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NHS news in brief

Our weekly round up of NHS and healthcare stories.

Conservatives reveal NHS plans

The Conservatives would be able to provide 21 per cent more funding for the NHS by 2008, shadow chancellor, Oliver Letwin has claimed. Revealing the party's spending plans if it were elected into power, Letwin noted that the Tories would be able to offer tax cuts of £4bn by axing public bodies such as strategic health authorities and other government units. Within three years the total health budget would increase to £107bn, he said.

NHS targets cause MRSA

Increases in government NHS targets have led to a rise in the number of MRSA cases, according to shadow health secretary, Andrew Lansley. Speaking to the BBC, he argued that hospitals were being told to ìpush patients through bedsî instead of focusing on hygiene. Secretary of State for Health, John Reid, dismissed the claims, arguing that increases in contract cleaners while the Conservatives were in power had led to a 700 per cent increase in hospital infections.

GPs should ask about cannabis use

GPs should ask younger patients whether they use cannabis, according to the head of the Royal College of GPs drug misuse unit, Dr Clare Gerada, who warned that the drug was ìmore popular than cigarettesî and that higher potencies were ìmore widely available than ever beforeî. Heavy use of cannabis can lead to an increased risk of psychosis and respiratory conditions, she noted. The UK has the highest cannabis use in Europe among teenagers, with two in five 15 year olds admitting to having tried the drug.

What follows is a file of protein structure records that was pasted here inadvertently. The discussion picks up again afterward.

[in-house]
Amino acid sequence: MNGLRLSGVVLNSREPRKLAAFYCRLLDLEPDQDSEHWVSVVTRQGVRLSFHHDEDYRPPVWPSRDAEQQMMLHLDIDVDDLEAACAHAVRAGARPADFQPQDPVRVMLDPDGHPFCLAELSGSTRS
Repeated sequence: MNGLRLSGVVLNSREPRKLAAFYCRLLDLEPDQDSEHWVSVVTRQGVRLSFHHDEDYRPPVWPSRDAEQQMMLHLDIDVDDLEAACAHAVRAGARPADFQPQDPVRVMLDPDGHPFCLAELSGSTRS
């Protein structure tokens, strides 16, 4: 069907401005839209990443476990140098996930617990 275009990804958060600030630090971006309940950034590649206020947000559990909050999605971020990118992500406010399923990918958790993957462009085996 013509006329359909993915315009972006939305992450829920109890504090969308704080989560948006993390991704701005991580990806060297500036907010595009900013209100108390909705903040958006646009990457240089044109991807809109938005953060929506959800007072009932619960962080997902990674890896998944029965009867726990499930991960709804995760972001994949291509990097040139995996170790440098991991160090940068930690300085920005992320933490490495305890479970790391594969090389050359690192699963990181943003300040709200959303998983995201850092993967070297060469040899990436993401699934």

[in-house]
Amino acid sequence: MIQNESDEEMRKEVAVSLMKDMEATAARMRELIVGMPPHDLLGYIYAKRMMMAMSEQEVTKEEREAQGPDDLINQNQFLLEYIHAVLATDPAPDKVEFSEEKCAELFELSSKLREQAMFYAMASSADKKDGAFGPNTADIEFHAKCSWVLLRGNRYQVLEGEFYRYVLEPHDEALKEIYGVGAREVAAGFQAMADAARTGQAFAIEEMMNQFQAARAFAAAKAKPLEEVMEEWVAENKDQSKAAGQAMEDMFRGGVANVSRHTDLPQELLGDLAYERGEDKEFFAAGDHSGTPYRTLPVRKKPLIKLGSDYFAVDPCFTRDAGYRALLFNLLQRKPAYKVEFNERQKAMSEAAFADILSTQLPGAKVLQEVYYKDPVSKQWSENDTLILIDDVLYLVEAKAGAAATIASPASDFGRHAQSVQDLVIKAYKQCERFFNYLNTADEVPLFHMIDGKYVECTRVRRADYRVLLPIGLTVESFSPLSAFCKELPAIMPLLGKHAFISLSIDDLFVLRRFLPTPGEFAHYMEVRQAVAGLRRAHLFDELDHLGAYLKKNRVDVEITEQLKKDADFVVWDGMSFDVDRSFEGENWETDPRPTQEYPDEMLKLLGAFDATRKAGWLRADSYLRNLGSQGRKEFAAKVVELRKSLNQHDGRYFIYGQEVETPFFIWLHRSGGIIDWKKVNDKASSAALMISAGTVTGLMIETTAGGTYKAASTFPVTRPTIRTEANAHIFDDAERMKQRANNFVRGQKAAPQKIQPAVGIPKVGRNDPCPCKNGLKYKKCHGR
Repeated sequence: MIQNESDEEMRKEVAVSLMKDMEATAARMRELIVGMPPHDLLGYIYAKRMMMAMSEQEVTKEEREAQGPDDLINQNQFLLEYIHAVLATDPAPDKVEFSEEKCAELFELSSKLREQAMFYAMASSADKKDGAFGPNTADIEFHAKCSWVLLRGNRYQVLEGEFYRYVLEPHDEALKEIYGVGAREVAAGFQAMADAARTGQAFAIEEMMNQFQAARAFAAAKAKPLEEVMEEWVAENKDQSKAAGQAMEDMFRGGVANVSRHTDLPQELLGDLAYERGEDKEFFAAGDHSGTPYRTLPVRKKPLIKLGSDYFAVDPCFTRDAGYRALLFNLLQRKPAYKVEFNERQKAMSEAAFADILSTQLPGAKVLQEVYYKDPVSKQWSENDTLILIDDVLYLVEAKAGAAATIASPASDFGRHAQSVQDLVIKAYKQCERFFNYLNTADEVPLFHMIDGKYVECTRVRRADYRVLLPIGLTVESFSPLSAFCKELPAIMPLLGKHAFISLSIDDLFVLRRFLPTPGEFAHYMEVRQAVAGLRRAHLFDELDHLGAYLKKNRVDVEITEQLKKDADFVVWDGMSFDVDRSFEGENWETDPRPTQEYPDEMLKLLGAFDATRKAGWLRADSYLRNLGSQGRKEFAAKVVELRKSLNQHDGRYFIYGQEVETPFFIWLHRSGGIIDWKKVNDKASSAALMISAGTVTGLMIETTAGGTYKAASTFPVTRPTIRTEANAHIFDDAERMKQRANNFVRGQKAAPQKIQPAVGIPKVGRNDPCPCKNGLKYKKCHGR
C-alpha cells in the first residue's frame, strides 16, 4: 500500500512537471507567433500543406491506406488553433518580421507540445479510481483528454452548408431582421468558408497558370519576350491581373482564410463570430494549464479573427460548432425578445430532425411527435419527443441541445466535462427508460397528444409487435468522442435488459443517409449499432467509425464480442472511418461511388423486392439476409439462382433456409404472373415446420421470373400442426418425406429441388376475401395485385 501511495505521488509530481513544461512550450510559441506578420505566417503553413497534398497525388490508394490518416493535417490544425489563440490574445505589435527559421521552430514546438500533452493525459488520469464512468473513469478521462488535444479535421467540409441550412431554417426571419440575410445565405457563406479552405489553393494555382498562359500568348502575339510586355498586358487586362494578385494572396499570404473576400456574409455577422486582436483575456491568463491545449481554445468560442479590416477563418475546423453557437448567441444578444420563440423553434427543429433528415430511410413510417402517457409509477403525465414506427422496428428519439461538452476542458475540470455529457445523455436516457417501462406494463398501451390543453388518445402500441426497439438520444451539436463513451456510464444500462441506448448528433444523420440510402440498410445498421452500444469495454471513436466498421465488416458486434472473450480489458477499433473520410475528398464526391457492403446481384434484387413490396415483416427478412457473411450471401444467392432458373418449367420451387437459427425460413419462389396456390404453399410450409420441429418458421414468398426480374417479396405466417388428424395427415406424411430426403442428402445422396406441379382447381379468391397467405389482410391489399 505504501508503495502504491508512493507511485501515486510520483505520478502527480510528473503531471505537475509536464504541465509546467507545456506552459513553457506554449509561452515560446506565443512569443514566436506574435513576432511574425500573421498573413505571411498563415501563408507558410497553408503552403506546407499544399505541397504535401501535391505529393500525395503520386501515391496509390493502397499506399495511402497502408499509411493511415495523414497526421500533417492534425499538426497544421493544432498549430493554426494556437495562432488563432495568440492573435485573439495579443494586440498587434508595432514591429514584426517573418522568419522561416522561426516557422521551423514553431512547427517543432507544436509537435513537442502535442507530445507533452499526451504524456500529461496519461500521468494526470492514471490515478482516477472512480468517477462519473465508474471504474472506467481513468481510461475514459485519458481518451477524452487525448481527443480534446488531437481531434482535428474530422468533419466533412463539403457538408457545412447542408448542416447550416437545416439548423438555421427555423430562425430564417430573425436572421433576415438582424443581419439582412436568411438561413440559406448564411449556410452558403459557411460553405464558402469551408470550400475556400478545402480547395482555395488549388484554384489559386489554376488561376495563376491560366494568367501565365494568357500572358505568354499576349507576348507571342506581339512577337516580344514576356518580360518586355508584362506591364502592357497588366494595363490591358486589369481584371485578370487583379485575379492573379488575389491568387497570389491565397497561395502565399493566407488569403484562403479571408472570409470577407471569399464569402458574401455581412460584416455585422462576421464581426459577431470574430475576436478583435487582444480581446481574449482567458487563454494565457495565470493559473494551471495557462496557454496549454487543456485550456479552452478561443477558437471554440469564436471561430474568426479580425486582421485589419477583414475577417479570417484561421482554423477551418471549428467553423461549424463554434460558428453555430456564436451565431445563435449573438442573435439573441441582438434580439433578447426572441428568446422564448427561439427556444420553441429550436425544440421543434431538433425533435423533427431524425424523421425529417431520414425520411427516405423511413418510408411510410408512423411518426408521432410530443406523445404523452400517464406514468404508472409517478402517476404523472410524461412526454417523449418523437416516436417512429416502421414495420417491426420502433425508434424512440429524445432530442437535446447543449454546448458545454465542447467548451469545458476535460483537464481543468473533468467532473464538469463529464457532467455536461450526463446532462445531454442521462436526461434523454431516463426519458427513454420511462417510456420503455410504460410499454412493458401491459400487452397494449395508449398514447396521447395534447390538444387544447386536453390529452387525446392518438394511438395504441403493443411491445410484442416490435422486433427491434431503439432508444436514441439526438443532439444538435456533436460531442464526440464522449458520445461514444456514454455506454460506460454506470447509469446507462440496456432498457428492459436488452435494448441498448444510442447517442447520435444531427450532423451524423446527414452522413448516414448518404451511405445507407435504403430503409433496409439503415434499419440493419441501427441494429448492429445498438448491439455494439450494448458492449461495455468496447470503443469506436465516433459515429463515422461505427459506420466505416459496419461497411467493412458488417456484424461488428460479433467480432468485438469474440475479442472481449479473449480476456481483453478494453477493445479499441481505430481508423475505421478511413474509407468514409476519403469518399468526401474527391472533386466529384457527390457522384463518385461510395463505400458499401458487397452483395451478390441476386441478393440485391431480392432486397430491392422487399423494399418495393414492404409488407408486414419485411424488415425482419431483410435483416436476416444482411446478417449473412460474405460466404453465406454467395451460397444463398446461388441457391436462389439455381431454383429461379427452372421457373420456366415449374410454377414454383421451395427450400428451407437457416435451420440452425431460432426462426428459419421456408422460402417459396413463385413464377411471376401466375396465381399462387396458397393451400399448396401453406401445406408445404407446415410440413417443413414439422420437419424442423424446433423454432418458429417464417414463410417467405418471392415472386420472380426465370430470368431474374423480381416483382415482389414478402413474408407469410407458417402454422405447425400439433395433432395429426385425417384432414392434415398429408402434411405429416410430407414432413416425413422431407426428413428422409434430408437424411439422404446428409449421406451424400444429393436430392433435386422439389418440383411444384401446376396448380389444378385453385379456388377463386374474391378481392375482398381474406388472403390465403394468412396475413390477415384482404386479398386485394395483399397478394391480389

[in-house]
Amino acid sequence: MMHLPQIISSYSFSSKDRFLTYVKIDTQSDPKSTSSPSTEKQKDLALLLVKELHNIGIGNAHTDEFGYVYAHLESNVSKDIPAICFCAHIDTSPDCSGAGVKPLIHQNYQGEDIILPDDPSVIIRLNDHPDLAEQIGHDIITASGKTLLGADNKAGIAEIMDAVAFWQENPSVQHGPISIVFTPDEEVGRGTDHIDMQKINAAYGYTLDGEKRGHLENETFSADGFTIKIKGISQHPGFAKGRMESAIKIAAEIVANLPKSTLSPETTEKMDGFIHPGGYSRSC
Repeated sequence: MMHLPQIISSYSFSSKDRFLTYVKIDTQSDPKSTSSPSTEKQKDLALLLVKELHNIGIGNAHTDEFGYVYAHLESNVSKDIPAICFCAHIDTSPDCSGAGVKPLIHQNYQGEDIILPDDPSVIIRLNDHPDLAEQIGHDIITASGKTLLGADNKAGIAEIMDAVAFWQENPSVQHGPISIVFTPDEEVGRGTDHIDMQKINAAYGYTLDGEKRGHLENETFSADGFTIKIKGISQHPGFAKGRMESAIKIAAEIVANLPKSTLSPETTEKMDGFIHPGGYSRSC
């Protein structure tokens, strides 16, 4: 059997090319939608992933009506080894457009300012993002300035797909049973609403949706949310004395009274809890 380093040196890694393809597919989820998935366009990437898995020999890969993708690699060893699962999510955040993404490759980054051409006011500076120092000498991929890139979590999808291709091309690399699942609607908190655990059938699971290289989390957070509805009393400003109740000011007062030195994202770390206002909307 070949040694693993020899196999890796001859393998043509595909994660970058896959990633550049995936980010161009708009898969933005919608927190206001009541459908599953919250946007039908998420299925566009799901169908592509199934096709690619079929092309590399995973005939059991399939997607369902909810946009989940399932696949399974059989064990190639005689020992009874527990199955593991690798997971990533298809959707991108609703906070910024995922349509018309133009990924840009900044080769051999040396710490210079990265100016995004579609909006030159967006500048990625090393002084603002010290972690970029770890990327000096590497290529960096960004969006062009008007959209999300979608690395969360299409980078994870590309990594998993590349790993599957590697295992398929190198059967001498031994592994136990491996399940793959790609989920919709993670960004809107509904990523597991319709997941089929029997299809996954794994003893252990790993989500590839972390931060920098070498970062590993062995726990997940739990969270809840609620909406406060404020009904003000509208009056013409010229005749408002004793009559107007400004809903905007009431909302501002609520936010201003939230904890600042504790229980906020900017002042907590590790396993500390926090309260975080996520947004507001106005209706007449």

Waiting times criticised

The Welsh Assembly has not produced a clear strategy to reduce hospital waiting times, a damning report has concluded. The report, written by the auditor general for Wales, revealed that initiatives have not only resulted in no sustainable reduction in waiting times but also that targets were not consistent. The Welsh Assembly, however, claims that hospital waiting times have decreased since October last year.

Health record questioned

Scottish ministers are working hard to improve the health of the country following claims that Scotland's health record is the worst in the UK. Figures have revealed that the life expectancy for a woman living in Scotland is the lowest in the European Union, while a man's life expectancy is the second lowest. Ministers have vowed to continue efforts to reduce waiting times and in November proposed a smoking ban in public places.

30th September 2008

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